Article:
Send the link below via email or IMCopy
Present to your audienceStart remote presentation
- Invited audience members will follow you as you navigate and present
- People invited to a presentation do not need a Prezi account
- This link expires 10 minutes after you close the presentation
- A maximum of 30 users can follow your presentation
- Learn more about this feature in our knowledge base article
Do you really want to delete this prezi?
Neither you, nor the coeditors you shared it with will be able to recover it again.
Make your likes visible on Facebook?
Connect your Facebook account to Prezi and let your likes appear on your timeline.
You can change this under Settings & Account at any time.
Industrialization and Economic Development
Transcript of Industrialization and Economic Development
If You Only Learn Eight Things
Industry is based on transportation and labor cost. Weber's least cost theory suggest that a production point must be located within a triangle, with raw materials coming from at least two sources. Weight gaining industries vs. Weight reducing industries
Five main themes of industrial transportation are truck, train, airplane, pipeline, and ship
Basic industries are city-forming industries, whereas nonbasic industries are city-serving industries. Basic industries are the main business in the city
The main factor in determining an area's development is the Human Development Index, which measures life expectancy, literacy, education, and the overall standard of living
The core-periphery describes four ares: the industrial core, upward transition, downward transition, and resource frontier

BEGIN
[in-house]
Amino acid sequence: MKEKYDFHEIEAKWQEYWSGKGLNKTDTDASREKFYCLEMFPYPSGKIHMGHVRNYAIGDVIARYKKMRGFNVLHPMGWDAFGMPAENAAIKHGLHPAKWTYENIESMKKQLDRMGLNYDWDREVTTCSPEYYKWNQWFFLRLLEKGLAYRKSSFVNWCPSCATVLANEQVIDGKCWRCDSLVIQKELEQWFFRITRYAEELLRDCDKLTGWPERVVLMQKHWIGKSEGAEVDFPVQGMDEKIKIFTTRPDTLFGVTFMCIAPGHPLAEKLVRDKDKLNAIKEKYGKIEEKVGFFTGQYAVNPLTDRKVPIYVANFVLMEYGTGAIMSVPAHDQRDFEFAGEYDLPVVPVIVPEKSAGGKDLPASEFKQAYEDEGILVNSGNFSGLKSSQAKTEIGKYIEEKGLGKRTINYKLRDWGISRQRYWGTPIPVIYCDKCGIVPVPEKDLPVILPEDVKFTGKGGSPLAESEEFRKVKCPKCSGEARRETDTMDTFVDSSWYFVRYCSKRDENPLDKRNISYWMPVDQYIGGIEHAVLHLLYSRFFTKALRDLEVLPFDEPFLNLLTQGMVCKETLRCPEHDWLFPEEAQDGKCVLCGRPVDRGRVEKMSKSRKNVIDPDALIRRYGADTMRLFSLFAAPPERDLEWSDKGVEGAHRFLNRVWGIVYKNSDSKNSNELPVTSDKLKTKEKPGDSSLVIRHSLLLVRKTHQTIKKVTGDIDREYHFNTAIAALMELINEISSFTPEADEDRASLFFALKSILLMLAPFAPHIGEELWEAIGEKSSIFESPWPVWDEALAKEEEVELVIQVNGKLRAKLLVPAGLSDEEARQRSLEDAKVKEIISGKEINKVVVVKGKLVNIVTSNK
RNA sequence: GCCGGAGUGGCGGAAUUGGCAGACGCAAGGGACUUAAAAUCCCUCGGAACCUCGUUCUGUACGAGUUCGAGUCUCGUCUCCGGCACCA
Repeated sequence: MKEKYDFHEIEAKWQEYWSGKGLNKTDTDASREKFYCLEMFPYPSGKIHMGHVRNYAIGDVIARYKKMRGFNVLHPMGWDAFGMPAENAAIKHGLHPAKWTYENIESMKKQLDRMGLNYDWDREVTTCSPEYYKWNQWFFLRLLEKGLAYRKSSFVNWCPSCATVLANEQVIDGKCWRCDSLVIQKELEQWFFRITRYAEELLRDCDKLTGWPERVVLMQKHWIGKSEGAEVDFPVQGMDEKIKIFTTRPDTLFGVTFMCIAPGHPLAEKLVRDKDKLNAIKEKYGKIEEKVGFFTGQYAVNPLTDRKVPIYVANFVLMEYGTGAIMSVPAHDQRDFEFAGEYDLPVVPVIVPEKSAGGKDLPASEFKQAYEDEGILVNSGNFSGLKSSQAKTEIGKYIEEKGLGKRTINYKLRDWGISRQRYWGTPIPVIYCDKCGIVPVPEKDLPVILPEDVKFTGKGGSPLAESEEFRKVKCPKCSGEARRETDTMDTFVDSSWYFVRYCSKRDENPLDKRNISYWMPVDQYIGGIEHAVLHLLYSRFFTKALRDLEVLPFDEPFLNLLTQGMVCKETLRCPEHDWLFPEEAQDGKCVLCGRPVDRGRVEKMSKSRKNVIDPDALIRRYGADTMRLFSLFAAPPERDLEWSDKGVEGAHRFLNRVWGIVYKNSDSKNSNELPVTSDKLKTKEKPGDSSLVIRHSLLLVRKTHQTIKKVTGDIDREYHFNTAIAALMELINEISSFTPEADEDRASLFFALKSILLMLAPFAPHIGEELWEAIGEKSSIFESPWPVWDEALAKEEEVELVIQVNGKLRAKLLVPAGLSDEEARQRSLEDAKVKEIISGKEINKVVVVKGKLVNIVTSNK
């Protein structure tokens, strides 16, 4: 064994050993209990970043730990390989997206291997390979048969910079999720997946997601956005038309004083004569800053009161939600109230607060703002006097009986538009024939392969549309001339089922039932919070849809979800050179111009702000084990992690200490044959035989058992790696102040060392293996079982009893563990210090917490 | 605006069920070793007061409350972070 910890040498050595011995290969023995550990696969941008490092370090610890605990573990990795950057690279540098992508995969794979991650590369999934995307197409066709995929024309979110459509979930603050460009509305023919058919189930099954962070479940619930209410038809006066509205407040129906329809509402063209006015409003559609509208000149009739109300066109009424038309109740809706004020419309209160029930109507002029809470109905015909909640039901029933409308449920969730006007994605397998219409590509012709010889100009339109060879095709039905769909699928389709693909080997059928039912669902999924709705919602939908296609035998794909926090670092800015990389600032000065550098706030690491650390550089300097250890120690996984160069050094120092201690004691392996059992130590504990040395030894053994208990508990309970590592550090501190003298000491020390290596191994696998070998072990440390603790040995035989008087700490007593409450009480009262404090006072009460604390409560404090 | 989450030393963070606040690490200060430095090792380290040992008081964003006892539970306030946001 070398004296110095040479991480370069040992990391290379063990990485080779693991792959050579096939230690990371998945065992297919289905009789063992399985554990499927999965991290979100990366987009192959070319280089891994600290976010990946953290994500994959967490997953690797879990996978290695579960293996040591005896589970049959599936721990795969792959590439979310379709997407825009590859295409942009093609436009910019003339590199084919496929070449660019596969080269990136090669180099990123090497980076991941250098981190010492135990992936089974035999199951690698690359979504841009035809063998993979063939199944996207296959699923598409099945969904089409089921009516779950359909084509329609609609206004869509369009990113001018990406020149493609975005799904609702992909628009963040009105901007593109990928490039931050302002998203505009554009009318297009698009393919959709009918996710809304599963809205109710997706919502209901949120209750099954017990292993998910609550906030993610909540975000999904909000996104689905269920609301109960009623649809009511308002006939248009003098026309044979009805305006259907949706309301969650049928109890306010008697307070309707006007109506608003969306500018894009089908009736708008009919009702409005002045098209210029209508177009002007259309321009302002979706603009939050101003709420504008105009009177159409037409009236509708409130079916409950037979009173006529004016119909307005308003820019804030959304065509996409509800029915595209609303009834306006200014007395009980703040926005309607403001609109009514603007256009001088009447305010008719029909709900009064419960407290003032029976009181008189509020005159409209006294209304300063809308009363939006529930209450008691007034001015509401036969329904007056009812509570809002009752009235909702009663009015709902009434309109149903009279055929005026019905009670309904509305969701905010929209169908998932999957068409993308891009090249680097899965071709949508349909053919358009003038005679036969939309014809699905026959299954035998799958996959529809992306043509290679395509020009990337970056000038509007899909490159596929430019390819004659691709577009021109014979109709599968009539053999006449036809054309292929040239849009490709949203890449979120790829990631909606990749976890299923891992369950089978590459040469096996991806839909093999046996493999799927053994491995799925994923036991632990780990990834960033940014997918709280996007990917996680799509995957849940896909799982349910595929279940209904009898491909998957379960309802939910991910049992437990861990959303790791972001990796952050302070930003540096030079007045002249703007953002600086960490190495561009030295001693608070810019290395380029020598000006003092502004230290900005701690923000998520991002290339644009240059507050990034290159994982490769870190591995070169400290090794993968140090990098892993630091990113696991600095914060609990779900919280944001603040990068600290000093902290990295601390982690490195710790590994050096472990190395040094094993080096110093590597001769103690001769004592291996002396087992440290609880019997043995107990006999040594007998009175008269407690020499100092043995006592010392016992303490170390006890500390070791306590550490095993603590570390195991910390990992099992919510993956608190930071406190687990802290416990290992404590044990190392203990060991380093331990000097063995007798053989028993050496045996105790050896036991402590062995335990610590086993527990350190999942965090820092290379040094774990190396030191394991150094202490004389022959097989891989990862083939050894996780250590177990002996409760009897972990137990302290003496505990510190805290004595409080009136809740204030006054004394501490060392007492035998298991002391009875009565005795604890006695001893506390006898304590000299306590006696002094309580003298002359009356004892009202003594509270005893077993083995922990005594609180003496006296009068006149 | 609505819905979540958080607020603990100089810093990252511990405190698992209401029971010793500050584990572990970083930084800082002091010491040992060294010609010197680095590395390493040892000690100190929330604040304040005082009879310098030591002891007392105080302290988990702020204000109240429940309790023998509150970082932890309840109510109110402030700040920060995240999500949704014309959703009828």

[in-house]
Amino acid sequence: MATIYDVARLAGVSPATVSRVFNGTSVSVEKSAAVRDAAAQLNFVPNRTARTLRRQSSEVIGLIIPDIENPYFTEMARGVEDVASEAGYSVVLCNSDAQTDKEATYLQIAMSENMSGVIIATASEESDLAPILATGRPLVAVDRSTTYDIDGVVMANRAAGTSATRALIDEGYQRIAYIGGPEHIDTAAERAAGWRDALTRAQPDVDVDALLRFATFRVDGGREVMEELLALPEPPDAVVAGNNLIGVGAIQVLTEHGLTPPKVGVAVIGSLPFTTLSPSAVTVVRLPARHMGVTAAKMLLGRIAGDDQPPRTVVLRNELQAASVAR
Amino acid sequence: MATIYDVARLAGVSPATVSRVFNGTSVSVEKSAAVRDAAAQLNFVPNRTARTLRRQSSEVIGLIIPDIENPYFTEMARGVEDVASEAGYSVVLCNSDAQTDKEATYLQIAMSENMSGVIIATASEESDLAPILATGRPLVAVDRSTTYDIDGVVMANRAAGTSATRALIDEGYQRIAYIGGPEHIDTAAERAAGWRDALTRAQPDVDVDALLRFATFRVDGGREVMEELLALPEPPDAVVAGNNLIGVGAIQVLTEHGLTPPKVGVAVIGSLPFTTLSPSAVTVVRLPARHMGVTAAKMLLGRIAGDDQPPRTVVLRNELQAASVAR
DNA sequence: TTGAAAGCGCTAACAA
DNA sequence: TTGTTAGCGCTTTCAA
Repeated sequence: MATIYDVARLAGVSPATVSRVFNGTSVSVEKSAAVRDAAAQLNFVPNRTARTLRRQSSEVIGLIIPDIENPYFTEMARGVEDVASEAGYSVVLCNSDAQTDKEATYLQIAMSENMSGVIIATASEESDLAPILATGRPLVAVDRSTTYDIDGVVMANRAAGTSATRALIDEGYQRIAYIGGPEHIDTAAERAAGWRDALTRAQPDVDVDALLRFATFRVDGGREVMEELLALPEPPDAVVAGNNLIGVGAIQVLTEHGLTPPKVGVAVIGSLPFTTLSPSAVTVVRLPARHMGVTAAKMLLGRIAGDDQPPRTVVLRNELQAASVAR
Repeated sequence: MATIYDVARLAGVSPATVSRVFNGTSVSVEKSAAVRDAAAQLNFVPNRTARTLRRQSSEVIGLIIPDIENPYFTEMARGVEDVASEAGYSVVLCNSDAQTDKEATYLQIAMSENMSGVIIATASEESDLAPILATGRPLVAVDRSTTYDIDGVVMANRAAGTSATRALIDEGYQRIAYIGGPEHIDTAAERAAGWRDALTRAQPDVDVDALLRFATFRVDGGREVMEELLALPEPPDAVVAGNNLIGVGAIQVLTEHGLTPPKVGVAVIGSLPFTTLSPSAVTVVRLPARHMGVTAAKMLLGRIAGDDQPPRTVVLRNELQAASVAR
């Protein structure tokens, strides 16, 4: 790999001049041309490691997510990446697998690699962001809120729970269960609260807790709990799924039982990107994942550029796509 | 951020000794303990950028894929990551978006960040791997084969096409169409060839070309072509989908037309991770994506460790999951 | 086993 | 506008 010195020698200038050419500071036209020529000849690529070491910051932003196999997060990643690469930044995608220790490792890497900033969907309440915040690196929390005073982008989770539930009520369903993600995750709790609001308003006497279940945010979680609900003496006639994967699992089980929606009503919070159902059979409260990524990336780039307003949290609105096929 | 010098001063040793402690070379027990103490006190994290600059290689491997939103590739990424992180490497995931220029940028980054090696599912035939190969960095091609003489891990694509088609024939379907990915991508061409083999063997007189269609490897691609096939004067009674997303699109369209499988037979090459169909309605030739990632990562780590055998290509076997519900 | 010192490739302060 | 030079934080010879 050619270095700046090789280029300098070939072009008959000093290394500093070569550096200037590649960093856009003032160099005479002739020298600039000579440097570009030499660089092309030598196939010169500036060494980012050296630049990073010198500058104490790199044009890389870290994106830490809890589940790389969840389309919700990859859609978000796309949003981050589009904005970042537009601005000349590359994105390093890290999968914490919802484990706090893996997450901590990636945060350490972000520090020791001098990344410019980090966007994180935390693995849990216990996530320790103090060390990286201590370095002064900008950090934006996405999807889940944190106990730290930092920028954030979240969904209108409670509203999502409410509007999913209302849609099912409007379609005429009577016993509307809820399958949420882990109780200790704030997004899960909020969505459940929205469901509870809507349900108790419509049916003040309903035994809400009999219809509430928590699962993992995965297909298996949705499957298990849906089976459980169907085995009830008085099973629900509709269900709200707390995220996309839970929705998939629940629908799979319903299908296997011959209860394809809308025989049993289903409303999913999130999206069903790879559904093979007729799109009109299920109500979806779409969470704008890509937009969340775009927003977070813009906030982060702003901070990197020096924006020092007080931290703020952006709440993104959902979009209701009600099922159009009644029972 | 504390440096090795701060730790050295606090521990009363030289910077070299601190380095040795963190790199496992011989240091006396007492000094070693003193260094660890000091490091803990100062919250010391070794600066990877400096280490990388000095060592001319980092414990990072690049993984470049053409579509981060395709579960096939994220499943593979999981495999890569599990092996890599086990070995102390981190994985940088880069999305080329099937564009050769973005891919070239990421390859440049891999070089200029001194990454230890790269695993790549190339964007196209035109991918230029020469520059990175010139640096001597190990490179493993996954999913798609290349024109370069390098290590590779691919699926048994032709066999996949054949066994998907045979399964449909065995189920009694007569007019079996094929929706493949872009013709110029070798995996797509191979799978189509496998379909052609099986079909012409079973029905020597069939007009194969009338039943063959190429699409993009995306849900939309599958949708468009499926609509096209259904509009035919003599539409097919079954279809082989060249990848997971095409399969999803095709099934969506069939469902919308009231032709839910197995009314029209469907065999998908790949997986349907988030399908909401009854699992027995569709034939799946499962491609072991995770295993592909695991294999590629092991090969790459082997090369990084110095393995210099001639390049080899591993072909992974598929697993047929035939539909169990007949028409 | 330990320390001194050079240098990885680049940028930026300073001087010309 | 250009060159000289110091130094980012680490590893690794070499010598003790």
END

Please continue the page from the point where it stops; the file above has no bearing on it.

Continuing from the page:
Sustainable development attempts to improve lives of people w/o depleting resources
Natural resources are either renewable or nonrenewable
The US is the leading consumer of fossil fuels consumer
Location of Industry
The centralization of features of an industry for the mutual benefit of the industry as a whole. EX: The mall.
Manufacturing or warehouse location: Based on agglomeration. Where companies locate themselves near industrial centers.
Cumulative causation: the continued growth due to the positive aspects of the principle itself. EX: the Detroit automotive industry.
Cumulative causation can lead to disadvantages, this is called deglomeration.
Deglomeration of an economy creates too much competition, forcing some bushiness within that industry to relocate or close
Foreign Production of Goods
Maquiladoras: Industry plants located in Mexico that produce goods using inexpensive labor then sell the goods in the US for a high price
Outsourcing of jobs: Unions hate losing jobs to cheaper labor while the consumer benefits from cheap products
This is called new intentional division of labor
Footlose Industry: a company with no allegiance or loyalty to country and can move freely
Transnational Corporations: Large companies that have offices around the world
Ubiquitous: The goal for all companies; when their product is consumed around the world
International division of labor: When individuals specialize in their production, reducing costs
EX: Ford Motor Company
Sweatshops tend to occur in labor intensive communities
Global Industry Zones
There are four primary industrial zones in the world: 1) United States and southeastern Canada; 2) Western Russia and the Ukraine; 3) Central and Western Europe; 4) East Asia
Treaty ports: International ports that must be kept open for international trade. China has 80 treaty ports
Export Process Zones: Zones that export goods made in China efficiently
The Chinese have set up Special Economic Zones (SEZs) that allow foreign companies to locate their headquarters
Entreports: areas where trade goods are brought to be reloaded on other forms of transportation
Four Asian Tigers: Hong Kong, South Korea, Taiwan, and Singapore all experiences economic growth due to industry and exporting to the US
A complementary process where both sides benefit